It’s no secret on this blog that I’m a McCain supporter. I believe that he has an appropriate understanding of the benefits of public policy on behalf of the common good, and its limits as a tool to re-engineer society. He has personally sacrificed for the United States, is demonstrably competent, and knows how to work with those who see things differently to accomplish important goals. I don’t agree with everything he says, but I think Sen. McCain is right for the challenges of the presidency – domestic and international – and I will vote for him. But I’m not his disciple.
Perhaps that is why I’m struggling so much as I watch Sen. Obama’s approach to attaining elected office. Much of the time, it’s unclear to me whether he’s running for president or messiah. When I listen to Barack Obama speak, I hear a sermon. Healthcare benefits and entitlement checks will flow like milk and honey. The lion and the lamb will lie down together and we’ll be a people of peace, respected around the world. We’ll power our land with earth, wind, and sun. We’ll all pay less and get more (well, most of us). We’ll all come together in unity, and he will lead us.
I find this rhetoric deeply unsettling. It is working (well) in ways that go way beyond political differences and move into the realm of faith. I clearly recognize that some Obama supporters are thoughtful people who weigh issues and prefer his approach (including some of my fellow bloggers with whom I heartily disagree but nonetheless respect and love). But, if he wins the election, it will be because he has deeply stirred the religious passions of a staggering number people who view him not as a politician, but as a savior. For a nation that has clung so tenaciously to the concept that church and state are separate, we seem to be teetering on the edge of a remarkable remake of state into a form of church, with Sen. Obama as its charismatic leader.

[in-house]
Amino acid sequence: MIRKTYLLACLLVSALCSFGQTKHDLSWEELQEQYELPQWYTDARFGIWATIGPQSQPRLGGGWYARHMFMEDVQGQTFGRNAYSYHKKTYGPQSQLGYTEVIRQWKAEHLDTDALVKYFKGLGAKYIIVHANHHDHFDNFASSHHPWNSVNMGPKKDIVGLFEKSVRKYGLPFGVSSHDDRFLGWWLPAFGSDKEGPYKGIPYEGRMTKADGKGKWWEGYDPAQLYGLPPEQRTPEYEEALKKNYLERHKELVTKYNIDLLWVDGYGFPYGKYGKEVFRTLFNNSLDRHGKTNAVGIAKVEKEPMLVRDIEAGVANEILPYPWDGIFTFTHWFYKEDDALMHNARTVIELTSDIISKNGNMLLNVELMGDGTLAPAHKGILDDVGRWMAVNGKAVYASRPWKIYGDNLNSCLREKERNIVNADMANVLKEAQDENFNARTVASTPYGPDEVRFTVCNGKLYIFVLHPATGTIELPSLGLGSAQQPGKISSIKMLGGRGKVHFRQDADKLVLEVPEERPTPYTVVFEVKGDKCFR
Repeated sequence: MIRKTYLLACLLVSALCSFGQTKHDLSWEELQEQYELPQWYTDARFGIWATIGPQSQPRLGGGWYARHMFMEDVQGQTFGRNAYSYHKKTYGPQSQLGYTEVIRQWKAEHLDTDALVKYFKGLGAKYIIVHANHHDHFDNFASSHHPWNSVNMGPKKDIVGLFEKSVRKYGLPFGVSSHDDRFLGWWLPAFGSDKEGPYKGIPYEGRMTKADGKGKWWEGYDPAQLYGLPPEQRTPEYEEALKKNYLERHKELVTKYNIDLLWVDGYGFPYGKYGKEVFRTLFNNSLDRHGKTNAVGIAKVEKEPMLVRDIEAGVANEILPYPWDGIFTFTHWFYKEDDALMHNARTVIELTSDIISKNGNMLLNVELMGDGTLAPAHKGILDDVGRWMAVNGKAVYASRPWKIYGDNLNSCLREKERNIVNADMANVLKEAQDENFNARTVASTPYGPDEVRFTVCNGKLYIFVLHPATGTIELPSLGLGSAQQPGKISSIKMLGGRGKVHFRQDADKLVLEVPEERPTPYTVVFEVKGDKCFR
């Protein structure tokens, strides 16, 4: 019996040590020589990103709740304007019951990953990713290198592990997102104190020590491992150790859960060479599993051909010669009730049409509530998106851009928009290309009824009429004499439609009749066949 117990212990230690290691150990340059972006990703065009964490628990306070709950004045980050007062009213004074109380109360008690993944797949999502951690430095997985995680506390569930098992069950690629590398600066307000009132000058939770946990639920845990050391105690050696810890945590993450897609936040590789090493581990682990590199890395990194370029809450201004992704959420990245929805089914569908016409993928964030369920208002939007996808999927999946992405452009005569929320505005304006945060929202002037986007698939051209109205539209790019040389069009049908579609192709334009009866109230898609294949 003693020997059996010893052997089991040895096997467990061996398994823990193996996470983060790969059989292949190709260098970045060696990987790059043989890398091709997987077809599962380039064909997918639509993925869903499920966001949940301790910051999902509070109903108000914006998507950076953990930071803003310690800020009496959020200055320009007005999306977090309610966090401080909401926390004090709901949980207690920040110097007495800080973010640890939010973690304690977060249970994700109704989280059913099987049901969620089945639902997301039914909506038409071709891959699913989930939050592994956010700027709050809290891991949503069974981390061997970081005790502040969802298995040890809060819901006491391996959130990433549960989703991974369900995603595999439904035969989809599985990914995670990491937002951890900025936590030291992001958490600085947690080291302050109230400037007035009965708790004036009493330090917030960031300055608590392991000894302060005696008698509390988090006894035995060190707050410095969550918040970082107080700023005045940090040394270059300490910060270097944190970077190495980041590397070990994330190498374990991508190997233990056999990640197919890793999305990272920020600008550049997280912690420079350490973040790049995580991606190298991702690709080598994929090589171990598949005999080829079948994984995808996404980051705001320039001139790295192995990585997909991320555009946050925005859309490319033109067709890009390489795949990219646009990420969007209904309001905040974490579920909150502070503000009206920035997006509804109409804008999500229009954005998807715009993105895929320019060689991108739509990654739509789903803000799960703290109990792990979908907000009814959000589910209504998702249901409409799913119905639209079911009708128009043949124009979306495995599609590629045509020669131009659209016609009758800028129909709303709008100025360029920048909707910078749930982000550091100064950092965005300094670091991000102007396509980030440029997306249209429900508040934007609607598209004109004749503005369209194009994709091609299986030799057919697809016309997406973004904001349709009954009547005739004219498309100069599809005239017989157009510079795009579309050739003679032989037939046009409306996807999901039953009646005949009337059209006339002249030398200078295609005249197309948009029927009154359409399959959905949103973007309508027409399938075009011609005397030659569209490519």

Authentic church is built on authentic community. Its members come together in a common commitment to the gospel, and seek to serve their Lord and one another in love. Christianity calls for death to self in favor of following Jesus, with the sure knowledge that it will require sacrifice. Service is expected of everyone, and giving flows from redeemed hearts. Although faith in Jesus affords believers tastes of the fruits of redemption in the here and now, the fullness of his promises is reserved for the age to come.
As envisioned by Obama, however, the church of state offers benefits without sacrifice. There is no personal repentance, no call to service. The prayer of the church of state is “what’s in it for me?” Tax “cuts” for just about everyone, including the great numbers who pay no taxes. The so-called “rich” – the new unclean out group if ever there was one – are the appointed scapegoats. Omitted from the narrative is that they already pay most of the taxes. The top five percent of taxpayers (those making adjusted gross income of $154,000 and up) pay sixty percent of the total federal tax dollars collected from individuals. The group in the next five percent pays an additional eleven percent of the total. By contrast, the bottom fifty percent – those earning $32,000 or less – pay only three percent of the total.